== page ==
Even though Dow AgroSciences (DAS) gave me a pen, and a ham
sandwich for lunch and there is a promise of a new ball cap at some point, I
haven’t let any of that largess influence my message to readers.
The word simply is — grow plenty of Nexera canola and make
That was one of the messages gleaned during a two-day field
trip earlier this week in and near Saskatoon, as DAS showcased to leading
Western Canada ag journalists its canola and crop protection product research.
(This was the cream of the crop of ag writers, so to speak — okay, admittedly a
couple of them were curdled, but nice people just the same.)
The key messages for growers – there is a demand for Nexera
canola, premiums are being offered, and contracts will be available in
September. While DAS has encouraged growers to seed 20 to 30 per cent of their
canola acres to Nexera in the past, they are urging farmers to seed everything
in 2012 to this premium, identity preserved canola, that produces a specialty
oil being used by restaurants and food processors across North America. (Top photo, Sarah Freeman and Mark Woloshyn discuss the new hybrids)
And don’t be spooked by the performance of some of the early
Nexera open pollinated varieties released over the last 10 years. Some of those
OPs are very good and some were weak, certainly by today’s standards. But the
company canola breeding program has come a long way baby. Their new hybrid
canola varieties — both Roundup Ready and Clearfield — are among some of
the top yielders you’ll find in Western Canada. And after looking at the
research and field trial plots at one nursery site near Pike Lake just outside
Saskatoon, there is plenty more in the pipeline.
I have been around this block for a lot of years and know
everyone says they have “the best”. There are marketing guys who will put a
good spin on a three-legged racehorse because it will save you 25 percent on
shoeing costs….so you have to pay attention.
But it is always good to listen to the plant breeders and
senior agronomists who are sincere and committed to what they are doing. They
are looking for the best genetics, that not only include this Omega 9 gene that
gives Nexera its unique characteristics, but the full package which is high
yield, good agronomics —good seedling vigor, good disease resistance,
standability, early maturity — the whole enchilada.
They’re philosophy is like the old Zenith television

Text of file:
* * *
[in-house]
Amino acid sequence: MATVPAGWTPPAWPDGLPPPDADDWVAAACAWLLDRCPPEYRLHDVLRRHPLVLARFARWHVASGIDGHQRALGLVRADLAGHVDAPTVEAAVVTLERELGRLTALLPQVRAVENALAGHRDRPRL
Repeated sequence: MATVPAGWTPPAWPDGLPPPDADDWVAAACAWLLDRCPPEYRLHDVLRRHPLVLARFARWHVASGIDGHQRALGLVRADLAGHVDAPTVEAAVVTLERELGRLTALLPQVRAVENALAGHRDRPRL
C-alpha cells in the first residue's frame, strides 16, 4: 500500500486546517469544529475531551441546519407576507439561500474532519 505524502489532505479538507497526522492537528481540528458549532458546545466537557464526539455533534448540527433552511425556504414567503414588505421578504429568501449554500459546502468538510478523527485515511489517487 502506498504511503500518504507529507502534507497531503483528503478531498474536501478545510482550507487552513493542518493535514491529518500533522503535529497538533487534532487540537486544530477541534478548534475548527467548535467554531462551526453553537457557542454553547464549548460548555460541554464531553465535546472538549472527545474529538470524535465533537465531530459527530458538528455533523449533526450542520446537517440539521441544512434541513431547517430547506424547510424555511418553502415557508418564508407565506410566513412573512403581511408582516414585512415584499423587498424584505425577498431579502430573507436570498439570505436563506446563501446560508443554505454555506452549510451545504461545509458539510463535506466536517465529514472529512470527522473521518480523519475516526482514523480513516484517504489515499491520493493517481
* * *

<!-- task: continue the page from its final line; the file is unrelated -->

commercials that claimed “the quality goes in before the name goes on”. I don’t
sense they are trying to sell a bill of goods. The aren’t peddling “me to”
varieties. If these aren’t top performers, compared to their own varieties as
well as other leading canola hybrid varieties, they aren’t going to dink around
with them.(Centre photo, breeder Van Ripley describes part of the plant selection process.)
Saskatoon is the global headquarters for DAS canola breeding
program. Plant breeder Van Ripley is leader of the program, Greg Gingera is a
research scientist and Sarah Freeman is senior agronomist, field program and
registration manager. They are just part of the team that goes through the
tedious and painstaking process to screen literally tens of thousands of
potential lines to find something that is measurably better than what’s already
At the Pike Lake research farm, for example, they have 160
acres in 40-acre blocks. On one 40-acre block they have plots of their newest
registered hybrids and leading varieties being considered for registration. On
the same block they also have 20,000 potential lines they will evaluate and
from that perhaps 10 years from now they may have one or two that will qualify
for registration. And they do that every year. So these aren’t people who
simply say it’s green with a yellow flower, that’s good enough.
And while the breeding effort is underway, Mark Woloshyn,
Nexera Canola brand manager and Tyler Groeneveld, the Omega-9 market manager
are working with Western Canada based canola marketers such as Louis Dreyfus,
Bunge, Richardson International, Viterra and ADM, first on the canola
production contract side and also with an ever-growing list of food service and
food processing companies, all in an effort to get more Nexera canola oil into
deep fryers and food manufacturing. (Bottom photo: Mark Woloshyn describes yield potential of Nexera varieties).
Companies are always a bit tight with figures on how many
acres they contract and how much oil they need, but bottom line there is a
demand for Nexera oil and contracts offering premium prices will be available
this fall. Woloshyn doesn’t really expect every farmer to grow 100 per cent
Nexera varieties, there are dozens of good varieties on the market, but he
points to information on their website, www.healthierprofits.com which shows
growers are making money with Nexera.
And if you can get these guys to throw a ball cap into the
deal you’ll not only be rich, but look good too.
Hart is a field editor for Grainews in Calgary, Contact him at 403-592-1964 or
by email at [email protected]
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